Queen's new Annus Horribilis – Her Majesty to endure WORSE year than infamous 1992 as Platinum Jubilee marred by scandal

THE Queen is set to endure her worst year since her infamous 1992 Annus Horribilis as her joyous Platinum Jubilee is marred by scandal, according to experts.

Her Majesty was plagued with a string of Royal Family divorces while Windsor Castle almost burned down three decades ago – with experts now fearing the 95-year-old faces another year of heartache.


The royal has already endured a string of scandals surrounding The Firm in 2021, with Prince Andrew's sex claim scandal coming to light while Meghan Markle and Prince Harry officially quit the Royal Family.

And royal experts told The Sun Online the next 12 months could be even worse for Her Majesty as her favourite son Prince Andrew faces a civil lawsuit over Virginia Giuffre's sex claims, grandson Harry set to release an explosive autobiography and it being the first full year she faces without her beloved husband Prince Philip by her side.

It seems Her Majesty's words in 1992 on the 40th anniversary of her Accession may have come back to haunt her 30 years on, as another Annus Horribilis could be in store.

Speaking to the Sun Online, royal expert Phil Dampier told of his hopes for a better year for the Queen as she gears up for her Platinum Jubilee celebrations.

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He said: "Last year was very much an Annus Horribilis too – Prince Phillip dying, Harry and Meghan leaving, the Oprah Winfrey interview, and of course Prince Andrew.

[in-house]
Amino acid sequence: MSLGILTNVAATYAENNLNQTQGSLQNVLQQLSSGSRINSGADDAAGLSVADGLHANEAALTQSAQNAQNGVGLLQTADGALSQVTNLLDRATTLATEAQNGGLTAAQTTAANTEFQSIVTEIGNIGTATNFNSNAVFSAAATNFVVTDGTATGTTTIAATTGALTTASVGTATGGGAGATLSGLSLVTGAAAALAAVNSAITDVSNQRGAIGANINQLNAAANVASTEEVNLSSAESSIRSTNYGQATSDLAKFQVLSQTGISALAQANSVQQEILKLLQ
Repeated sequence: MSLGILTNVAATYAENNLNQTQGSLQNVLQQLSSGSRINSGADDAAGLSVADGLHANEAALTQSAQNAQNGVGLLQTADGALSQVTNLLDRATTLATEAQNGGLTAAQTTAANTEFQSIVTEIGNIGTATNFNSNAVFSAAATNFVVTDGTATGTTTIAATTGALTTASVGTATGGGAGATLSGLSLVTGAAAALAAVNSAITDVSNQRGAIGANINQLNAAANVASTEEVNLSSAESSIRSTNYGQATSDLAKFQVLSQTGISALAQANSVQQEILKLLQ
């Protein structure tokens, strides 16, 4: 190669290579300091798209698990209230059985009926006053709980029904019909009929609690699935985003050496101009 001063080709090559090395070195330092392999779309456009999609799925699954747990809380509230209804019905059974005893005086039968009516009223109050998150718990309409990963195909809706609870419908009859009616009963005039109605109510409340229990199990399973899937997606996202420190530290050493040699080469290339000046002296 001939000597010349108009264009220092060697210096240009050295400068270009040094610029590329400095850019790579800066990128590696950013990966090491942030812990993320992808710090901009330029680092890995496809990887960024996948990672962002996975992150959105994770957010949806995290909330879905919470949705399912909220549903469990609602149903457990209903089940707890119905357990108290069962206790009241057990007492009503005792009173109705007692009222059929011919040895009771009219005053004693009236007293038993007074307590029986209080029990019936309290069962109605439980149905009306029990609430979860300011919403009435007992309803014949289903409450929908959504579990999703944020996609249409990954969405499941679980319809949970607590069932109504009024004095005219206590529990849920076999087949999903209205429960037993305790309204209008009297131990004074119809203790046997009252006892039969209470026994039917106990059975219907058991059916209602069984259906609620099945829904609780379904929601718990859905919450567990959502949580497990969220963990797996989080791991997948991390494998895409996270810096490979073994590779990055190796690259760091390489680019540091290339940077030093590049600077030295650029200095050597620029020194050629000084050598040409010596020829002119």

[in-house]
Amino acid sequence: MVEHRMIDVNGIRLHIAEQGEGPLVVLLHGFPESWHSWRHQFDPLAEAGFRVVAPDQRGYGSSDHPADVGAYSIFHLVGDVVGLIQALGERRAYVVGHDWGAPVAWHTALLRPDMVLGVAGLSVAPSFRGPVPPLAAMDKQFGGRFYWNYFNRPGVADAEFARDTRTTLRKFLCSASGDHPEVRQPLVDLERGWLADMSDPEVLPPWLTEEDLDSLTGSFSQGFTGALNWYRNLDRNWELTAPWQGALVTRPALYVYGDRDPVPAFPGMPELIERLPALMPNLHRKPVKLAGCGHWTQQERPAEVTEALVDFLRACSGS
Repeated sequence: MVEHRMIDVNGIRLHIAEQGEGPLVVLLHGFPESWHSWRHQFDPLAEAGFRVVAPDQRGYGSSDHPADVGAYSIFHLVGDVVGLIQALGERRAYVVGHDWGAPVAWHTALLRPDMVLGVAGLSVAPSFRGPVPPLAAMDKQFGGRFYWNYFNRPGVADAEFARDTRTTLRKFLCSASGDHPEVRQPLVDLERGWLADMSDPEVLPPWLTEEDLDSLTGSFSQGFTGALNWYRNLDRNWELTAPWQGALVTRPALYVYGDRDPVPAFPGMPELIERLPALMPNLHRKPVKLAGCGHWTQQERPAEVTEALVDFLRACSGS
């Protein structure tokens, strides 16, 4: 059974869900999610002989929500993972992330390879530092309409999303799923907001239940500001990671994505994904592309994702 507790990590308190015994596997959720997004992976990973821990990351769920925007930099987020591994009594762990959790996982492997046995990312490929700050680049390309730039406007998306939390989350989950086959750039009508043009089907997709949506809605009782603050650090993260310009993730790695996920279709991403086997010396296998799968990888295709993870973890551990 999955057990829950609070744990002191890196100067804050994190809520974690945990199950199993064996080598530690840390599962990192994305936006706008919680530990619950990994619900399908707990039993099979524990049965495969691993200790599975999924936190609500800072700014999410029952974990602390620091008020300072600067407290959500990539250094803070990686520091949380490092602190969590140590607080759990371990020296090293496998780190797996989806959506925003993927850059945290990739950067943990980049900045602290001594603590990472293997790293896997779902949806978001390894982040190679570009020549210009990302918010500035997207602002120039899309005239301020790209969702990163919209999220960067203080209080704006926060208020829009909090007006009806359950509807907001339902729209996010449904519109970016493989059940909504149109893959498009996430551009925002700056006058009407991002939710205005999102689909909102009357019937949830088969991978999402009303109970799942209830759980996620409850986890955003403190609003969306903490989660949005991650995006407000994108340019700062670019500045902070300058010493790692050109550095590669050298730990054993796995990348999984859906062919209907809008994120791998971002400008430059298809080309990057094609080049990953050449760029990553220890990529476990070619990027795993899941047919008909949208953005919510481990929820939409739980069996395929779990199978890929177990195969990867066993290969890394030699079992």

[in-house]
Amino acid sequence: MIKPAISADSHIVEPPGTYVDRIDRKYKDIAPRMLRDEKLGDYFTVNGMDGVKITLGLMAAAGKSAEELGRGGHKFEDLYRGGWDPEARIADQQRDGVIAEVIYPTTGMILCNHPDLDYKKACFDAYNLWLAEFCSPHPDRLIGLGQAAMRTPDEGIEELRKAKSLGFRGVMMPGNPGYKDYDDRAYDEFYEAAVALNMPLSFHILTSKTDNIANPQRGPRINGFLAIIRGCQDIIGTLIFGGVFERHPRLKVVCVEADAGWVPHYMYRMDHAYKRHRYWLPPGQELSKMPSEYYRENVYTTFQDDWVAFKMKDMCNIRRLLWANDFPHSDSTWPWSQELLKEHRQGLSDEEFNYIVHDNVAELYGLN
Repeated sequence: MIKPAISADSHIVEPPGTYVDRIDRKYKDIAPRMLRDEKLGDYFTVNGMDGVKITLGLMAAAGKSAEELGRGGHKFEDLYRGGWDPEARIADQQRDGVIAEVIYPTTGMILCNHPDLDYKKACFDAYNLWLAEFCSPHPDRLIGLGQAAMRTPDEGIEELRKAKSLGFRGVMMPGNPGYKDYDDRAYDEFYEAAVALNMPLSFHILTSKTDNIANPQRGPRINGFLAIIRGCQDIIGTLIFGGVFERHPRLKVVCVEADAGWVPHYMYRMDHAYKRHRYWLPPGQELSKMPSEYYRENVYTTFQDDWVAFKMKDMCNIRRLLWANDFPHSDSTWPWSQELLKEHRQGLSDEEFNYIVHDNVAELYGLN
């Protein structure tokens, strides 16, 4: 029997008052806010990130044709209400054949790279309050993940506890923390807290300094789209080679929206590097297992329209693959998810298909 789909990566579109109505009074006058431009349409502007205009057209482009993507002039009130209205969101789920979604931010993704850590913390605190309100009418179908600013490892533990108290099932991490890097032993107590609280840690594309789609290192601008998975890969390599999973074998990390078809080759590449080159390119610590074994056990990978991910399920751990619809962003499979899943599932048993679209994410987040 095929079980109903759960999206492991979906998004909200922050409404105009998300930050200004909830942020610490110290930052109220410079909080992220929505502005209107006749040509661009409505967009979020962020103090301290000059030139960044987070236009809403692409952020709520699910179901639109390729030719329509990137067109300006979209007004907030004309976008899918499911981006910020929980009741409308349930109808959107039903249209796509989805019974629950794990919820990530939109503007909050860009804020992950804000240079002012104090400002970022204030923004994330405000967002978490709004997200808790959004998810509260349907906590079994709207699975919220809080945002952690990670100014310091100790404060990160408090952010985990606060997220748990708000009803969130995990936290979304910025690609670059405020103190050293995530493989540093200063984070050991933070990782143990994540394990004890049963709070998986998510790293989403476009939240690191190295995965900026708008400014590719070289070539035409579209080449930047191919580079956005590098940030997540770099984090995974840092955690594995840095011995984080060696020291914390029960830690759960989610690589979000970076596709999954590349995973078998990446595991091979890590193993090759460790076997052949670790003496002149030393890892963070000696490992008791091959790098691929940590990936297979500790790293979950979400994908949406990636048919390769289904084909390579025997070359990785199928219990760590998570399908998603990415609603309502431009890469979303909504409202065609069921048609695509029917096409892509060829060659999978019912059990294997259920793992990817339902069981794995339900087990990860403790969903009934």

"The Queen would have been hoping this year would be much plainer sailing as she celebrates her 70 years on the throne."

But as Prince Andrew's legal woes hang over her, Dampier fears the case will "cast a shadow" over her upcoming celebrations.

"If they can clear up this mess with Prince Andrew, I think this could be a good year for the Queen as Jubilee's always give the Monarchy a boost."

The Duke of York was also at the centre of a scandal that rocked the Royals in 1992 when his former wife Sarah Ferguson was snapped in a compromising position with her financial advisor while holidaying in St Tropez.

The pair split after pictures of Texan millionaire John Bryan kissing Fergie's toes were published, before announcing the end of their marriage four years later.

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And in the same difficult year, the Queen's only daughter Princess Anne also divorced her hubby of nearly two decades, Captain Mark Phillips, after a three-year separation.

She then became the first child of a British monarch to remarry later that year after tying the knot with Timothy Laurence.

While tackling the tribulations of her children's love lives, the Queen's beloved Windsor Castle went up in flames causing an estimated £36.5million worth of damage.

She was left devastated when the 12-hour inferno hit St George’s Hall, the Queen’s private chapel, the Crimson Drawing Room and the Green Drawing Room.

In a November speech marking her Ruby Jubilee, she declared: "1992 is not a year on which I shall look back with undiluted pleasure."

But more heartbreak lay ahead for Her Majesty, as the third and final royal split of the doomed year came in December.

Princess Diana and Prince Charles separated after a messy marriage shrouded by claims of affairs.

The Princess of Wales also released a blistering tell-all biography, marking the first time a senior royal had revealed the secrets from behind the Palace doors.

After decades of exemplary, scandal-free service, the Queen had to grapple to keep a firm hold of her crown.